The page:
Maggie’s Plan has an extremely strong pedigree. Writer/Director Rebecca Lee still has some strong indie cred from last decade’s The Ballad of Jack and Rose and Personal Velocity; it stars Ethan Hawke, the mainstay of American independent cinema for twenty five years; Greta Gerwig, the hippest actress currently working in the business; Julianne Moore, fresh from an Oscar winning turn in Still Alice, not to mention Maya Rudolph (Bridesmaids), Travis Fimmel (Warcraft) and Bill Hader (Trainwreck) in supporting roles. With a cast like that and an interesting filmmaker, the film should be a home run. Unfortunately though, it is a derivative, offensively stupid film, tailor made for cynical hipsters who want to make fun of traditional romantic comedies while having their heart warmed and their funny bone tickled.
The story involves the titular Maggie. In her mid-twenties and wanting children but not having yet met her Prince Charming, she organises a former high school friend, Guy (Fimmel), to provide her with the necessary material to impregnate herself. Just as she’s going ahead with it, she meets John (Hawke), a teacher and aspiring fiction author who is married to the more successful Georgette (Moore). Maggie and John fall in love and the film cuts to a short time later when they are now married with a child and Maggie, now having second thoughts on John, concocts a plan to get him back with his ex. Yeah, right.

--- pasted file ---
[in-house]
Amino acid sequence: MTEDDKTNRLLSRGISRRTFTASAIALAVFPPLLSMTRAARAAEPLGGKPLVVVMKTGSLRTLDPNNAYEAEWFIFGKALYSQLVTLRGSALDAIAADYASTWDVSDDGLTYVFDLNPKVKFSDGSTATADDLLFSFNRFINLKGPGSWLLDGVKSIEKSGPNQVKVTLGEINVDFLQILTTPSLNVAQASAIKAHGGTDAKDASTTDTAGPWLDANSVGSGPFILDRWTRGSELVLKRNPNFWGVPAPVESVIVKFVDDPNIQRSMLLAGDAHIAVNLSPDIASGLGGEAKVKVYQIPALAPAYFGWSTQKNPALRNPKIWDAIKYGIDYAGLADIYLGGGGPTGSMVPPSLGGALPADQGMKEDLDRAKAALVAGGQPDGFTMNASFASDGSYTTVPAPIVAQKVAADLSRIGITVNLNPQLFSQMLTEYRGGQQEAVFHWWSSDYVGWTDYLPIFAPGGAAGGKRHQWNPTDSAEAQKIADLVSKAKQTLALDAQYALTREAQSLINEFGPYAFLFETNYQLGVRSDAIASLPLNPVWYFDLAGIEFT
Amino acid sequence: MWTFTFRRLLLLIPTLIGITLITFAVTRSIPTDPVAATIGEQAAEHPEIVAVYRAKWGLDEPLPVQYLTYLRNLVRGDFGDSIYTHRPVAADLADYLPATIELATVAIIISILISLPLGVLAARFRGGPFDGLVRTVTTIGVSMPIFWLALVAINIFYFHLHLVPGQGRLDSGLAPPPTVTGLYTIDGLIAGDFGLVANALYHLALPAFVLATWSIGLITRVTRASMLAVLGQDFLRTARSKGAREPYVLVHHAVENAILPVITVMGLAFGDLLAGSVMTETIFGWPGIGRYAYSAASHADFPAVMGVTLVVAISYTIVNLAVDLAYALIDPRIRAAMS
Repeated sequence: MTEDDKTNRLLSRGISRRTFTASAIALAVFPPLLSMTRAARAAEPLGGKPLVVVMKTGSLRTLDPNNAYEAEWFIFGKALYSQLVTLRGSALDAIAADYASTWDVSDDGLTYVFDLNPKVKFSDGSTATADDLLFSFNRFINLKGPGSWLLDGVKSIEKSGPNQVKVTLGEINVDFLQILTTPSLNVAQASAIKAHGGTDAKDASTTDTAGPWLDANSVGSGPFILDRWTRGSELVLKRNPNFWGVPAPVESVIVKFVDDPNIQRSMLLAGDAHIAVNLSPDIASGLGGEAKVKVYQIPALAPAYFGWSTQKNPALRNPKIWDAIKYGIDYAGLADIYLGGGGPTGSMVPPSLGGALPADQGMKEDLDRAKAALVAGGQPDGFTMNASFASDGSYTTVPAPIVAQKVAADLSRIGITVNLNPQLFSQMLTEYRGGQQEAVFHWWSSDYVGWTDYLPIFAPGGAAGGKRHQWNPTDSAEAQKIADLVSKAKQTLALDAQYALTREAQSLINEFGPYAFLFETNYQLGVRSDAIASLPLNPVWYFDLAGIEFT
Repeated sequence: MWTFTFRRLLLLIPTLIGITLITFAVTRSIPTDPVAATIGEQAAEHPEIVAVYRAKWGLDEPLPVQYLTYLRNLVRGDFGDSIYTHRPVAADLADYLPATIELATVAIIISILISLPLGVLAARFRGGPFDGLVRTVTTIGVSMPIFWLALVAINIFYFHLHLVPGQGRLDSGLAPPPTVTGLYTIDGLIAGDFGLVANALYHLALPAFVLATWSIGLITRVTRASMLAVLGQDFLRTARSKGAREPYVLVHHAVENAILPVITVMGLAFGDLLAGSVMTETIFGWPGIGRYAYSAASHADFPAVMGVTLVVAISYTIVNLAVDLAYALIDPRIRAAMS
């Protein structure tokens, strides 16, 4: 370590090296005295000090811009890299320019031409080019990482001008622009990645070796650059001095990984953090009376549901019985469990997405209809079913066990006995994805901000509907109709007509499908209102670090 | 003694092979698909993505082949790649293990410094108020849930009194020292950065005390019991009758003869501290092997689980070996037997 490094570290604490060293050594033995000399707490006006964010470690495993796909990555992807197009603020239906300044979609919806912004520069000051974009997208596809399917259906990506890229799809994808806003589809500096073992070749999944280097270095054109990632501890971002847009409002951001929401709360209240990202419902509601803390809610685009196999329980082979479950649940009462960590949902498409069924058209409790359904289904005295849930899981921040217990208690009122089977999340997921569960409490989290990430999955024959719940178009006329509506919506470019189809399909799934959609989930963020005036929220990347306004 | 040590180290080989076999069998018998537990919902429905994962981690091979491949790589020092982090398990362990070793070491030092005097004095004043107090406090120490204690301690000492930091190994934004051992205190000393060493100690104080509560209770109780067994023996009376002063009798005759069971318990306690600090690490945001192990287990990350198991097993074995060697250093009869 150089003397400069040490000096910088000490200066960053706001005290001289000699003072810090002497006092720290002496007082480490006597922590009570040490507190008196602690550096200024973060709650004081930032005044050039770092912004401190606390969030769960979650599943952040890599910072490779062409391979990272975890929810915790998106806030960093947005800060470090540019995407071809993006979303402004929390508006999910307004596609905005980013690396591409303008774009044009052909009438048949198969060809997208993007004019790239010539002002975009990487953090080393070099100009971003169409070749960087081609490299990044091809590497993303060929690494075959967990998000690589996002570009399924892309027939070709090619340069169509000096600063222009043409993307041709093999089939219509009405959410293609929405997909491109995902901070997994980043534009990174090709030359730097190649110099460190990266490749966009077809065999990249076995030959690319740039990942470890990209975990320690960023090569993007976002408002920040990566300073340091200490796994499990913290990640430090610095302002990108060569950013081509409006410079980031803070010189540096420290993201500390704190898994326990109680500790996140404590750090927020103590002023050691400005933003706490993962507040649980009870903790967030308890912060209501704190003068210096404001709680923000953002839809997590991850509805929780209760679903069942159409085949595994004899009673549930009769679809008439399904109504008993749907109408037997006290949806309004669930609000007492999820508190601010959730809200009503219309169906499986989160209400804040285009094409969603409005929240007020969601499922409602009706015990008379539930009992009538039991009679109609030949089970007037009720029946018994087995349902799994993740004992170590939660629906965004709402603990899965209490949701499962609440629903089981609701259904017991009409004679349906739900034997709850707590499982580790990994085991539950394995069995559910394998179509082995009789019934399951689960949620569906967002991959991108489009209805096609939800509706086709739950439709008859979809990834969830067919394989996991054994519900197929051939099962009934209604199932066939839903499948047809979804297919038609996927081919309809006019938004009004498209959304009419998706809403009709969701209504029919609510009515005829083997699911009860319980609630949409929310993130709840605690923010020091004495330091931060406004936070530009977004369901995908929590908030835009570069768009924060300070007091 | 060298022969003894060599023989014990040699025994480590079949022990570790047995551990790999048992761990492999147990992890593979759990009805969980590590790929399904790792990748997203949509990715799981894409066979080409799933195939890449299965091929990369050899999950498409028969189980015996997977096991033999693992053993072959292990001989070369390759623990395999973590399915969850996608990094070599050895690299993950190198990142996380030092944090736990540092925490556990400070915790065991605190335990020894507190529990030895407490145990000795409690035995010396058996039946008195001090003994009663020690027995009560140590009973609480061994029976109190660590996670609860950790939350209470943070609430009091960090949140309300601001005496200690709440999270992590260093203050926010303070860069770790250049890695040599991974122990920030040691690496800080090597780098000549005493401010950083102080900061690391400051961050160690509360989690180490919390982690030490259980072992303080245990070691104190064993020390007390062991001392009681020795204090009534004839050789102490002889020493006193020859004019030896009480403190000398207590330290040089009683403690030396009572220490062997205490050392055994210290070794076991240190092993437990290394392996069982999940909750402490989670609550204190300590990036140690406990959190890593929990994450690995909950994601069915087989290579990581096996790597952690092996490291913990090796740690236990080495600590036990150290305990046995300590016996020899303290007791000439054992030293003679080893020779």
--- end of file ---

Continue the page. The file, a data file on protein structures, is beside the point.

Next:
The first half of the film, the relatively traditional romantic comedy half, is a pleasant enough, if hardly essential, trek through the usual clichés with some delightful performances, as you would expect. Gerwig is a gorgeous and instantly attractive screen presence who provides the film with any shred of honesty it has in its later half. Hawke does his usual middle-aged man going through a mid-life crisis routine that he’s pretty much perfected since Before Sunset, and Julianne Moore generates a good many laughs with her larger than life Russian accent. Maya, Fimmel and Hader are also good in their smaller parts; Hader particularly coming into his own in these kind of roles.
Where the film goes wrong is in its second half. There was a time when Hollywood specialised in screwball comedies: films which thrived on absurd premises and the types of zany characters who could only find themselves at their centre. The difference between this and those films, is that even with their absurd premises, they didn’t hang their success on an idea as ridiculous as a second wife trying to get their husband back together with the first. It’s nonsense; offensive in its lack of believability to its audience, and it absolutely drowns this movie.
Despite the nonsense second act, Maggie’s Plan isn’t entirely a write off, but without the charm of its actors, there wouldn’t be much to recommend in it at all.
Maggie’s Plan is in cinemas from 30th June through Sony Pictures.